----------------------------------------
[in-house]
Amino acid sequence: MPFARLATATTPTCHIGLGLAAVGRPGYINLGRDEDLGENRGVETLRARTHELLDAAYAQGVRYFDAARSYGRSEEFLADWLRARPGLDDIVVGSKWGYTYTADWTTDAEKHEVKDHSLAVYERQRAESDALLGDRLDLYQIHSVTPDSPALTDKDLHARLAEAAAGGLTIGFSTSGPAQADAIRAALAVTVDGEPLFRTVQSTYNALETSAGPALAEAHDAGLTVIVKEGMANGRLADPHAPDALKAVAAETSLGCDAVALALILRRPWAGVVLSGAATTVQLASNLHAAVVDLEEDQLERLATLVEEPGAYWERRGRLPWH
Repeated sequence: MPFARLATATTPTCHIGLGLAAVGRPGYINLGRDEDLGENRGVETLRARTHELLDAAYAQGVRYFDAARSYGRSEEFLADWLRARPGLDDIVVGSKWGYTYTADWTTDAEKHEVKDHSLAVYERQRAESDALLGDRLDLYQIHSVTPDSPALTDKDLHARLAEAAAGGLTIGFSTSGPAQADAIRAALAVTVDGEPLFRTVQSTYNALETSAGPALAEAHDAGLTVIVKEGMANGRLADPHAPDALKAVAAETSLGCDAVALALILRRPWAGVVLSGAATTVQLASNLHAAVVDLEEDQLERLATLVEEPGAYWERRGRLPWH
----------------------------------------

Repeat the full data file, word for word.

[in-house]
Amino acid sequence: MPFARLATATTPTCHIGLGLAAVGRPGYINLGRDEDLGENRGVETLRARTHELLDAAYAQGVRYFDAARSYGRSEEFLADWLRARPGLDDIVVGSKWGYTYTADWTTDAEKHEVKDHSLAVYERQRAESDALLGDRLDLYQIHSVTPDSPALTDKDLHARLAEAAAGGLTIGFSTSGPAQADAIRAALAVTVDGEPLFRTVQSTYNALETSAGPALAEAHDAGLTVIVKEGMANGRLADPHAPDALKAVAAETSLGCDAVALALILRRPWAGVVLSGAATTVQLASNLHAAVVDLEEDQLERLATLVEEPGAYWERRGRLPWH
Repeated sequence: MPFARLATATTPTCHIGLGLAAVGRPGYINLGRDEDLGENRGVETLRARTHELLDAAYAQGVRYFDAARSYGRSEEFLADWLRARPGLDDIVVGSKWGYTYTADWTTDAEKHEVKDHSLAVYERQRAESDALLGDRLDLYQIHSVTPDSPALTDKDLHARLAEAAAGGLTIGFSTSGPAQADAIRAALAVTVDGEPLFRTVQSTYNALETSAGPALAEAHDAGLTVIVKEGMANGRLADPHAPDALKAVAAETSLGCDAVALALILRRPWAGVVLSGAATTVQLASNLHAAVVDLEEDQLERLATLVEEPGAYWERRGRLPWH